Drought Stress and Damage Alert:
The July weather has hit lawns hard: Many lawns in the Denver area are showing heavy drought stress and insect damage.
One of the first signs to look for beyond the brown spots in any stressed lawn is seeing if walking across it leaves easy to see footprints, or does the grass quickly rebound after being stepped on? A drought stressed lawn does not rebound, and foot impressions can be seen for a much longer time.
Water starved grass loses its luster as it gradually changes color from the nice dark green shade we are all used to seeing, to a dull blue-green or even grayish-green tint. This is the first sign of a lawn going dormant from lack of water. As conditions worsen, the color may continue to decline to a tan or straw color.
Keep in mind different lawns react differently to drought stress. A healthy lawn with deep roots will handle hot dry weather much better than a lawn that is not as well established or that has a shallow root system.
All lawns benefit from receiving about an inch and a half of water per week. Just as important as the amount is how the watering is done.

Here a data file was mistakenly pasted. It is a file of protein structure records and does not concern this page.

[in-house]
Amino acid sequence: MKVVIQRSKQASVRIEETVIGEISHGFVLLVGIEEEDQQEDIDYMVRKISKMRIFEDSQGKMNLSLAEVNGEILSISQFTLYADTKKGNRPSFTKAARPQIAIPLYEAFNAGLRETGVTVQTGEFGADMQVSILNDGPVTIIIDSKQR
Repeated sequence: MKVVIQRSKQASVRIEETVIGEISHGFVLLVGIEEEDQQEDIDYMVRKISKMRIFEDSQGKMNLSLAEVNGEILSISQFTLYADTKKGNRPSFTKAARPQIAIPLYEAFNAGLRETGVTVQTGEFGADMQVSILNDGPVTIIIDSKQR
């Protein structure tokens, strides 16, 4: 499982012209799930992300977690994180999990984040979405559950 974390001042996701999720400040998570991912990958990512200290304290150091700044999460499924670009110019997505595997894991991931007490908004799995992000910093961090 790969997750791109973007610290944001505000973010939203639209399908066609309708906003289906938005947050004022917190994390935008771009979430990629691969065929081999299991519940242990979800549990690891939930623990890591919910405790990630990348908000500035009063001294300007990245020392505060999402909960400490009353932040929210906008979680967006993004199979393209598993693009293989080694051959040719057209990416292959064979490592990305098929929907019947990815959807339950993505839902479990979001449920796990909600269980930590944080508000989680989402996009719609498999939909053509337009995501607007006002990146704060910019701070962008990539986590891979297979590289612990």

Watering less often and more deeply helps grass establish deeper roots. Watering daily or for only short periods of time keeps roots near the surface and the whole of the lawn is then weaker and less able to handle the hot dry weather.
Checking water coverage is also important. Seeing more green around sprinkler heads is a sure sign the application of water is not even. The same holds true for areas between sprinkler heads. In some cases the heads hit far away and close but not as well in the middle. Never assume that just because all the heads pop up the lawn is getting evenly watered.
Allow your lawn to grow. Lawns with a grass blade between 2.5” to 3” are going to be much healthier than a shorter lawn. Keeping the mower blade sharp is another important lawn mowing practice. Although lawn growth will naturally slow during long spans of high heat and little natural moisture, taller blades tend to stimulate a better root system, and shade the soil to cut back on evaporation.
Ascochyta and insects:
Several insects like dry lawns, including chinch bugs, sod web worm, and billbugs. At the same time the drought related fungus Ascochyta often blights the tips of the grass. If you suspect the problem is not just lack of water, checking the lawn for insects and diseases and then properly treating for them can be the difference between the lawn recovering or not.
Keeping a lawn growing requires proper nutrition, just like it does for any living thing. To this end, a good blend of fertilizer will help keep the lawn healthy and green. However, applying too much during high heat could be detrimental to the lawn. This is especially true since lawn growth diminishes during hot spans.
Many over the counter fertilizers are not really good for a lawn during the heat of summer. Having a blend made for higher summer temperatures is much better for a lawn than a blend that promotes fast growth.